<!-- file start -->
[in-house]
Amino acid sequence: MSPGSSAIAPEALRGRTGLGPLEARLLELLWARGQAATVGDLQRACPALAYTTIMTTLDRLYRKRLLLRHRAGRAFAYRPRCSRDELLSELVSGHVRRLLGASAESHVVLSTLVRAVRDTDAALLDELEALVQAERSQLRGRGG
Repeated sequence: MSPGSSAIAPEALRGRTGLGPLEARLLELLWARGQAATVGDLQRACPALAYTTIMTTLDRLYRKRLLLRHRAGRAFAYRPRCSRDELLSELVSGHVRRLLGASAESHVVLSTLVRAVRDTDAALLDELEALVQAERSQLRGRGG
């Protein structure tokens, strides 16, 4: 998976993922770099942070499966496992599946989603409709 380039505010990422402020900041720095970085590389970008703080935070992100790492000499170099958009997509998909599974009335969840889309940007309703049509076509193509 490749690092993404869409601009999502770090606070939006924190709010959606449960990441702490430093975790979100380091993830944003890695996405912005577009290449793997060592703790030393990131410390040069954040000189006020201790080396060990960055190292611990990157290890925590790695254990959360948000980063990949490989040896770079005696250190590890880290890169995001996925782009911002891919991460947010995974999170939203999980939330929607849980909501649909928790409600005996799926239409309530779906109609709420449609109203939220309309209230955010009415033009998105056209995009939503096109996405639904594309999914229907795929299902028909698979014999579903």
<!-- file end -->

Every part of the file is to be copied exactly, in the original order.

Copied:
[in-house]
Amino acid sequence: MSPGSSAIAPEALRGRTGLGPLEARLLELLWARGQAATVGDLQRACPALAYTTIMTTLDRLYRKRLLLRHRAGRAFAYRPRCSRDELLSELVSGHVRRLLGASAESHVVLSTLVRAVRDTDAALLDELEALVQAERSQLRGRGG
Repeated sequence: MSPGSSAIAPEALRGRTGLGPLEARLLELLWARGQAATVGDLQRACPALAYTTIMTTLDRLYRKRLLLRHRAGRAFAYRPRCSRDELLSELVSGHVRRLLGASAESHVVLSTLVRAVRDTDAALLDELEALVQAERSQLRGRGG
């Protein structure tokens, strides 16, 4: 998976993922770099942070499966496992599946989603409709 380039505010990422402020900041720095970085590389970008703080935070992100790492000499170099958009997509998909599974009335969840889309940007309703049509076509193509 490749690092993404869409601009999502770090606070939006924190709010959606449960990441702490430093975790979100380091993830944003890695996405912005577009290449793997060592703790030393990131410390040069954040000189006020201790080396060990960055190292611990990157290890925590790695254990959360948000980063990949490989040896770079005696250190590890880290890169995001996925782009911002891919991460947010995974999170939203999980939330929607849980909501649909928790409600005996799926239409309530779906109609709420449609109203939220309309209230955010009415033009998105056209995009939503096109996405639904594309999914229907795929299902028909698979014999579903």